The Business of Renewable Resources

September's UN Climate Summit 2014 in New York City--the largest-ever--brought welcome momentum and renewed ambition to our quest to transition to a lower carbon society. The 310,000 participants who took to the streets, staging a historic People's Climate March, proved there is more support for change than ever. A comment on CNN from one protester--"we want to get to a 100 percent clean energy power society and economy"--became a compelling mantra.

Today, the 20th session of the United Nations Framework Convention on Climate Change (UNFCCC) is taking place in Peru until Dec. 12--and not a moment too soon. On Nov. 21, the World Meteorological Organization reported that the global average temperature over land and ocean surfaces from January-October 2014 was the highest since records began in 1880.

Many hope the Peru session will yield specific outcomes based on eight key action items developed at the September Climate Summit:

  • Food security;
  • The role of cities in reducing emissions;
  • Doubling rates of energy efficiency and use of renewable energy;
  • Scaling up public and private investments to meet growing climate change challenges;
  • New mechanisms for pricing carbon;
  • Actions to combat deforestation;
  • Reductions in industrial climate pollutants; and
  • Enhancing developing countries' capacity to meet climate challenges.

This is an ambitious agenda. And as the World Resources Institute noted, "Announcements of important new partnerships, financial pledges and commitments by leaders set the foundation for greater ambition for climate action at all levels of society... The next step is for governments and business actors to follow through and implement the actions announced."

Consider the following: A contributing factor to the climate challenge has been the continued strain on our planet's natural resources required to meet a growing global population and increasing demand for more packaged products and goods. Diminishing resources require more energy to extract and in turn generate more carbon emissions. Depleted natural resources further lead to erosion of natural habitats within which the delicate natural carbon offsets occur.

While solutions to the eight macro issues noted above will require steady innovation and a long-term perspective, we already have some answers and know-how to address resource scarcity by increasing our acceptance and use of sustainable sourcing and renewable materials--those that can be regrown or refurbished naturally over time, such as paperboard-based packaging or and bio-based plastics made from sugar cane.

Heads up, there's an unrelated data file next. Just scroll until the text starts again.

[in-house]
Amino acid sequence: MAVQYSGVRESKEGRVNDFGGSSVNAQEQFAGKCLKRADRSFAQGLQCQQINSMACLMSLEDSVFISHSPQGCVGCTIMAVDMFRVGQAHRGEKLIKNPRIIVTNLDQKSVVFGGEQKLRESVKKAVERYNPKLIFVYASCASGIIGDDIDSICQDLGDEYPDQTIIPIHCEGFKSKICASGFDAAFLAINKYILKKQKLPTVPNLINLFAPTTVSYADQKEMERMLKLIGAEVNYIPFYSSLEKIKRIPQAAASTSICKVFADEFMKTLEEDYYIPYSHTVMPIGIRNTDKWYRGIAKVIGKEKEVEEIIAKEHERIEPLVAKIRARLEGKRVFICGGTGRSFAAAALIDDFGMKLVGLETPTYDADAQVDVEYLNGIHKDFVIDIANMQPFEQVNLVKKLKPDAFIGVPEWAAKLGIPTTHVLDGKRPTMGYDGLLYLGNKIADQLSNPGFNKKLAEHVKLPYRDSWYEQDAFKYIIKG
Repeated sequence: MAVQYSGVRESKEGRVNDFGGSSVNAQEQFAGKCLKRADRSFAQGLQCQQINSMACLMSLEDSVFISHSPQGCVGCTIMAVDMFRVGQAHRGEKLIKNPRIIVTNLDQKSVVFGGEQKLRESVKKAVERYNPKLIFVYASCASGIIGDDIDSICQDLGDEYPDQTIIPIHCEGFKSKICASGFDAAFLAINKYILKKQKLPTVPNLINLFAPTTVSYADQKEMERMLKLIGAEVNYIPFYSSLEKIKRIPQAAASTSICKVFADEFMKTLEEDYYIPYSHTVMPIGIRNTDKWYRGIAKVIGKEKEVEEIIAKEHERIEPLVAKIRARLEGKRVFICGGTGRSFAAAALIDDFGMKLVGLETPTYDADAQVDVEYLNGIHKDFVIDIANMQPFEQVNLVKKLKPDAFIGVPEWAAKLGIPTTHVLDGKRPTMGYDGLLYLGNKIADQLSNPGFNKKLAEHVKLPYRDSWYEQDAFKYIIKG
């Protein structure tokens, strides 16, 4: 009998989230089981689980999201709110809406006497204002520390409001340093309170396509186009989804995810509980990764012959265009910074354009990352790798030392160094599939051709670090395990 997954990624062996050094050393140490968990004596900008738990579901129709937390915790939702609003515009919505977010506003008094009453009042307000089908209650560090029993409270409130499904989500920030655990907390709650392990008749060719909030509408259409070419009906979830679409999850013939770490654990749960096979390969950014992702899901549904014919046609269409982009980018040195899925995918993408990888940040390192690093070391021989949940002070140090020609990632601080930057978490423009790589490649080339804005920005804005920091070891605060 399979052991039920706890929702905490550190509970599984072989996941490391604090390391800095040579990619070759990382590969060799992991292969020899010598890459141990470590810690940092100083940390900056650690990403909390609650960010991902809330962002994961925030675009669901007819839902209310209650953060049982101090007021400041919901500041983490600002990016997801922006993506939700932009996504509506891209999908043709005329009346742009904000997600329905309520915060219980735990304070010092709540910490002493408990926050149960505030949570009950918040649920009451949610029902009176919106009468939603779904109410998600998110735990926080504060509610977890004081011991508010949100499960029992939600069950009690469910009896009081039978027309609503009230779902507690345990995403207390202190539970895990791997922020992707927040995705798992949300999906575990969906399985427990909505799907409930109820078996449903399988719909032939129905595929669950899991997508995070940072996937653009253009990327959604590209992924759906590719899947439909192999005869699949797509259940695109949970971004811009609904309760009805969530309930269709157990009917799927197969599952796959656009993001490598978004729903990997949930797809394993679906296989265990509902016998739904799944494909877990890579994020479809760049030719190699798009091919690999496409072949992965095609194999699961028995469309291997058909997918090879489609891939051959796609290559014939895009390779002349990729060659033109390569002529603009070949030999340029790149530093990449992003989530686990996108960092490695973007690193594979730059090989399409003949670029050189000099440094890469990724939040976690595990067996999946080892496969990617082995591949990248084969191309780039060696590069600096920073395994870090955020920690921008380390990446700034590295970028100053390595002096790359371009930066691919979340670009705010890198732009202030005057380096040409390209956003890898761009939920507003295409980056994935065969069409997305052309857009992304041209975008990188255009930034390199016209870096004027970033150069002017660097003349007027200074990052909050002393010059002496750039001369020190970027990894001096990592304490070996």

Until recently, renewable energy sources held center stage in discussions of environmental recovery. But for businesses today, when improving the bottom line is a requisite, embracing renewable sourcing of raw materials offers clear and tangible benefits--as it helps to align the goals of environmental protection and economic growth.

This can help alleviate climate change, facilitate carbon sinks, help preserve local ecosystems and protect biodiversity. Furthermore, embracing renewable resources will lead to a less volatile supply chain. This is critically important as decreasing physical availability and urgent geopolitical issues make our supply of natural resources increasingly insecure.

If businesses adopt a circular paradigm that tracks the environmental impacts of their products throughout their entire lifecycles, we can help alleviate climate change and ensure we have enough natural resources to use in perpetuity.

At Tetra Pak, sustainable sourcing of raw materials has long been one of our top priorities. Our packaging is designed to use the minimum amount of materials--without compromising product protection--and renewable materials are utilized wherever possible. As a result, environmental impact throughout the packaged product's lifecycle is significantly reduced.

Today our cartons are made on average of 70 percent renewable paperboard--and we are aiming for 100 percent. We have already launched bio-based plastic caps and packaging coating made from polyethylene from sugar cane.

Recycling is a great start, but by itself it does not result in a complete, long-term solution as industries consume finite natural resources to feed, clothe, house, educate and sustain humanity. Supplies of clean air and water are already under pressure, and oil, natural gas and minerals are expected to run out by the end of this century.

The time to act is now. We must focus on sustainable sourcing and increase use of sustainable raw materials and renewable resources. We do this not only for the future of our society, but also for the future success of our businesses.

Tetra Pak has made its commitment to sustainable raw materials a cornerstone of our social responsibility with our Moving to the Front campaign, intended to spark dialogue and drive action within our industry and to increase understanding about the importance of addressing resource scarcity. We have authored a white paper on this topic in conjunction with the World Wildlife Fund (WWF), which is available for download here.

Join the conversation, support our campaign and start Moving to the Front to help protect our society and businesses for future generations.